If Nelson Mandela were to be watching from his grave how the people he spent 27 years of his life for in incarceration over apartheid had turned to become blood sucking demons against fellow African brothers, Madiba will weep again.
To say one is saddened by the gory pictures of destruction of lives and properties in a democratic society just because the victims are fellow Africans is an understatement. To say that people would lose family members just because they are migrants is equally disheartening. Perhaps, the unemployed South African youth should take lessons from history and how other Africans stood by them during the apartheid. Xenophobic attacks are not supposed to be a "thank you" gift to the continent.
During the apartheid regime, civil servants in Nigeria donated a percentage of their salaries and, while students voluntarily and joyfully skipped lunch in school to be able to contribute to the “Mandela Tax” Fund to financially empower South Africans battle apartheid at its most vicious time.
Nigeria actively supported the African National Congress (ANC) and the Pan Africanist Congress (PAC) with an annual subvention, from the 1960s all through to the 1970s for the struggle. And even in the post-apartheid era, Nigeria under President Olusegun Obasanjo contributed handsomely to the Southern Africa Relief Fund (SAFR). And all contributions came to black South African organizations in millions of dollars.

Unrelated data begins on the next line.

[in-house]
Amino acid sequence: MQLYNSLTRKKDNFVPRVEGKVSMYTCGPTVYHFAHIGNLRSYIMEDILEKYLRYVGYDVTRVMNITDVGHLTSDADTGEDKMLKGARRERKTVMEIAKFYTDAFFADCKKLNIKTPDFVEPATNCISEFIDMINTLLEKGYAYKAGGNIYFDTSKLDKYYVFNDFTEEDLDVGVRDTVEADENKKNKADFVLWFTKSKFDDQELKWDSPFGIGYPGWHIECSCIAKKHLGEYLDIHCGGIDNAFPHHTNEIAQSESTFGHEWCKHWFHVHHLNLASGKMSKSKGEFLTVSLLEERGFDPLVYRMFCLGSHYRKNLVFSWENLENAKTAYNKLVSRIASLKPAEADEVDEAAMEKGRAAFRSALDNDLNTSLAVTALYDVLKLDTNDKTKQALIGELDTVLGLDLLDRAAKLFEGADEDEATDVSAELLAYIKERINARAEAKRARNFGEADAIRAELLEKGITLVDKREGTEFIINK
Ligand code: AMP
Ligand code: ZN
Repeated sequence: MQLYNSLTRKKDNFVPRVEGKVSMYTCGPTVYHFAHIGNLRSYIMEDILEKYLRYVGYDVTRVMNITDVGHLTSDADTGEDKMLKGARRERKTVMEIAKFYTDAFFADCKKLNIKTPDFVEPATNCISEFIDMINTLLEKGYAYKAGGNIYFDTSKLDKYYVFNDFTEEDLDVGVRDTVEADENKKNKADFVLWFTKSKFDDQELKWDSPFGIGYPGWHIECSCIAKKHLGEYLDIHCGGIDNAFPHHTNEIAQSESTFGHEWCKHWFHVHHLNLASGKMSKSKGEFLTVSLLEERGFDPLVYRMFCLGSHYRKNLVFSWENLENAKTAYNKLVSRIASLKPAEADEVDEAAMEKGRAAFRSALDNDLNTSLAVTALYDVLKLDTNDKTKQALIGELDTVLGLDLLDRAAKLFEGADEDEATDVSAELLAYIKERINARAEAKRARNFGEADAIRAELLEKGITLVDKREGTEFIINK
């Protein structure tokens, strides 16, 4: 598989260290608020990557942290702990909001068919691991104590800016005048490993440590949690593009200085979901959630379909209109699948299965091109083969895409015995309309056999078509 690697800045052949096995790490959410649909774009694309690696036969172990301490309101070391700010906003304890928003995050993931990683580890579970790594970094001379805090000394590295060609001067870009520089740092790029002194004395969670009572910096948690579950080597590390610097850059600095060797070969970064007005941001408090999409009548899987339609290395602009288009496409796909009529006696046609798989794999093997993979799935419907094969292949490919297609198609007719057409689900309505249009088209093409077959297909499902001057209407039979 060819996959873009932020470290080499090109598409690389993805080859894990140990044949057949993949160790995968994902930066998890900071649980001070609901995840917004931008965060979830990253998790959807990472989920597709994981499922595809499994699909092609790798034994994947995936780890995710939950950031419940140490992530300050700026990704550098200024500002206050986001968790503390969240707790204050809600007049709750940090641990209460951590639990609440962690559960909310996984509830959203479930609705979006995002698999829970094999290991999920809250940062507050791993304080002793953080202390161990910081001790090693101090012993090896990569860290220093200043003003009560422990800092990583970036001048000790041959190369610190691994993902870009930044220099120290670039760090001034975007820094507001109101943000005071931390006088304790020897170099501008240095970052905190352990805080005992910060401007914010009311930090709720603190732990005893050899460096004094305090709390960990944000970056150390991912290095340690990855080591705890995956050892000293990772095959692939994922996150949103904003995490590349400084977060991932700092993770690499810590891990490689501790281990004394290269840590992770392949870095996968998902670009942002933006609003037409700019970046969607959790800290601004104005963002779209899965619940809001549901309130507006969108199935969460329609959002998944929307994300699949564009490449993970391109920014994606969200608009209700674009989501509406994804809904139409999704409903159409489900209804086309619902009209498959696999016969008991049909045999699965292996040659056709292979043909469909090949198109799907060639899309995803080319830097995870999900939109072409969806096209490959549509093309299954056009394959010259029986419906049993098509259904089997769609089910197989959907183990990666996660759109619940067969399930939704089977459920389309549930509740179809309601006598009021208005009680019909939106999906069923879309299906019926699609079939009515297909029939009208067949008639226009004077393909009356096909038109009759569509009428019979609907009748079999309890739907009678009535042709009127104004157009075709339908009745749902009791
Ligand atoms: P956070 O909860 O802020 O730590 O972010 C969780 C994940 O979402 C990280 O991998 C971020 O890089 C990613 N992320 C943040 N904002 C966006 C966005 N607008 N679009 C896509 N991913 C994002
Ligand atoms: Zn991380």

Namibia, Botswana, Zimbabwe, Mozambique, Swaziland and Lesotho as well as those further north: Angola, Zambia, Malawi and Tanzania, all played a vital role in supporting the African National Congress (ANC) when it was proscribed. Many ANC leaders at the time took refuge in these countries.
Zambian soldiers for instance, protected the ANC from South African attacks in 1985, during the party’s national conference. Botswana, a neighboring country, became the preferred conduit for the ANC to get its members into and out of the country effortlessly.
ANC leaders crossed the border into Lesotho under the cover of night for meetings, returning to South Africa the next morning. The small African country was was a refuge in the period of struggle.
After the student uprising in South Africa in June 1976, many of young activists fled into Lesotho. Its government made provision for all young South African exiles to receive an education and 25% of its state scholarships were offered to exiled South Africans.
At a time like this when the continent needs to unite and forge ahead, the growing wave of nationalism is the least to be desired. Xenophobic attacks is a betrayal of trust, and the great Madiba, known for uniting the country will look back and say, are these the same people I sacrificed for?" A proactive government can make the latest attacks the last by dealing decisively with perpetrators. Until justice is done, crime of this nature will continue to persist.
Header Image Credit: Daily Maverick
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